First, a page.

Friday, March 6, 2009

A TextExpander snippet that works for me

At the end of A TextExpander snippet to paste quoted text I gave myself a to-do to create (or find) a TextExpander snippet to create a shortened URL. is currently my favorite URL shortening service. Not only is the domain short and easy to remember, but (if you sign up for an account) they provide stats for each “tr.immed” URL.

A Google search found this post on the SmileOnMyMac Blog (from the makers of TextExpander), where you can download a snippet that works. But it’s unnecessarily complicated. After reading the API documentation I simplified it to this shell script:
#! /bin/bash
curl -u yacitus:xxxxx`pbpaste`
Note that Blogger refuses to make this column any wider or use a scrollbar to show all of this code. But the text is there; just copy it and paste into your favorite text editor. (You'll need to use the same trick to see all of the code for the other bash one-liner and the Python code below.)

(You’ll of course want to replace “yacitus” with your username and replace “xxxxx” with your password.)

The problem with this is that it doesn’t work for me at work, where I use the Authoxy proxy server. I can make it work with:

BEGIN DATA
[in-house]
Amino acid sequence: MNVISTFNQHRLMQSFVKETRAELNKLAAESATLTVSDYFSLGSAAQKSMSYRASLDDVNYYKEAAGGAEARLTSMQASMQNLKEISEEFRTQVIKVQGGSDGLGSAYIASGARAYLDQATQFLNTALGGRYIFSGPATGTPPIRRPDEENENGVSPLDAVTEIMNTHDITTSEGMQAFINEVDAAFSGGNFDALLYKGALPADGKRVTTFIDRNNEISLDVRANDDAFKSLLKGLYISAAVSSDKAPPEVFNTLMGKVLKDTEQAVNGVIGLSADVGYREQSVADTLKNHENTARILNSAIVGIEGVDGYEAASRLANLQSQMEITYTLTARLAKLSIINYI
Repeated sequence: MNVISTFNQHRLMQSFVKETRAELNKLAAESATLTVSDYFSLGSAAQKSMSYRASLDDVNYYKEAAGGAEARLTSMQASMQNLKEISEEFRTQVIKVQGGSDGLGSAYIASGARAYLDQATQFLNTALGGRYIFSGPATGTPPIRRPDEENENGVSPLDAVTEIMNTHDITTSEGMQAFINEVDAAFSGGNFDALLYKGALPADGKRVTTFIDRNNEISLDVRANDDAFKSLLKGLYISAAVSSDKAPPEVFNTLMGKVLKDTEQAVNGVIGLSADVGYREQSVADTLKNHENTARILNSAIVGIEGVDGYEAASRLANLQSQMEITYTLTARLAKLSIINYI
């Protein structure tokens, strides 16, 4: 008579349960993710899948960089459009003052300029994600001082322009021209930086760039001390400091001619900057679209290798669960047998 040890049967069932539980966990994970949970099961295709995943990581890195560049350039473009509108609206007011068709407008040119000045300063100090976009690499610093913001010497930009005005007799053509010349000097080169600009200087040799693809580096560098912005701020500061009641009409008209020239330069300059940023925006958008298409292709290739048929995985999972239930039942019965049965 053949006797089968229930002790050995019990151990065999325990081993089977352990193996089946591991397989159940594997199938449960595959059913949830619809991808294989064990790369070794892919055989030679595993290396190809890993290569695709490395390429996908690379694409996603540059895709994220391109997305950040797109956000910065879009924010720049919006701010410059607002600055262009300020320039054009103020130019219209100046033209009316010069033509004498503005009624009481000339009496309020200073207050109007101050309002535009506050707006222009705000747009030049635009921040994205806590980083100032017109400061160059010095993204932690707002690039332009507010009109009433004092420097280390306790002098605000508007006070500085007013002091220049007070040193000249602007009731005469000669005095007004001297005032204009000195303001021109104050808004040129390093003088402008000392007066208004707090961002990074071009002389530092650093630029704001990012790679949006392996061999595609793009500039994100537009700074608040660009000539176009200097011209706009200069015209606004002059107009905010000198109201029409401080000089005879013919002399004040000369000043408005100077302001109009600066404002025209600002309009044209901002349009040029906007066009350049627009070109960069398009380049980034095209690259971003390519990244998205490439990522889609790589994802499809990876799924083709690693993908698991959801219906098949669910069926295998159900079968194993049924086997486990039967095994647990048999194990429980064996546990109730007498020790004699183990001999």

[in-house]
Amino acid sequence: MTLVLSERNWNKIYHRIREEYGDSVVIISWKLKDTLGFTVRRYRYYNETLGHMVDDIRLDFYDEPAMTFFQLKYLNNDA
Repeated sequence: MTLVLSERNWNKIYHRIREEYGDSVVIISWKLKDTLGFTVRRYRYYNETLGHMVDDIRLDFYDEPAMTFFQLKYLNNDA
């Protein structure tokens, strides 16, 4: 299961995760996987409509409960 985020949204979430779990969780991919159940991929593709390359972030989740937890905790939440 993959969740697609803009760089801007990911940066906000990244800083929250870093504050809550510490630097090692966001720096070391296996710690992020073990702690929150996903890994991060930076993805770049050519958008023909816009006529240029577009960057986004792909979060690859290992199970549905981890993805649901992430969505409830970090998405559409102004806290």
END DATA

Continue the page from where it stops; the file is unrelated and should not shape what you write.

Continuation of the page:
#! /bin/bash
curl -u yacitus:xxxxx -x localhost:8080`pbpaste`
…but then it doesn’t work when I’m at home (and not using Authoxy). curl, unfortunately, doesn’t auto-detect proxy settings.

Once again, Python comes to the rescue. I read in “Fuzzyman’s” urllib2 - The Missing Manual that the Python urllib2 module will auto-detect proxy settings, so I wrote this script:
#!/usr/bin/env python
This script writes to stdout a version of the indicated URL.


import urllib2
import sys

USERNAME = 'yacitus'
PASSWORD = 'xxxxx'

def main():
"""The entry function."""
url_to_trim = sys.argv[1]
if not url_to_trim:
print "ERROR: one (and only one) argument accepted--the URL to GET"
return -1

response = urllib2.urlopen('%s/trim_simple?url=%s&username=%s&password=%s'

print response.code

return 0

if __name__ == '__main__':
Like in A TextExpander snippet to paste quoted text, I put this in a file called trim_url, did a chmod +x on it, created a symbolic link to it in /usr/local/bin/, and created my TextExpander snippet: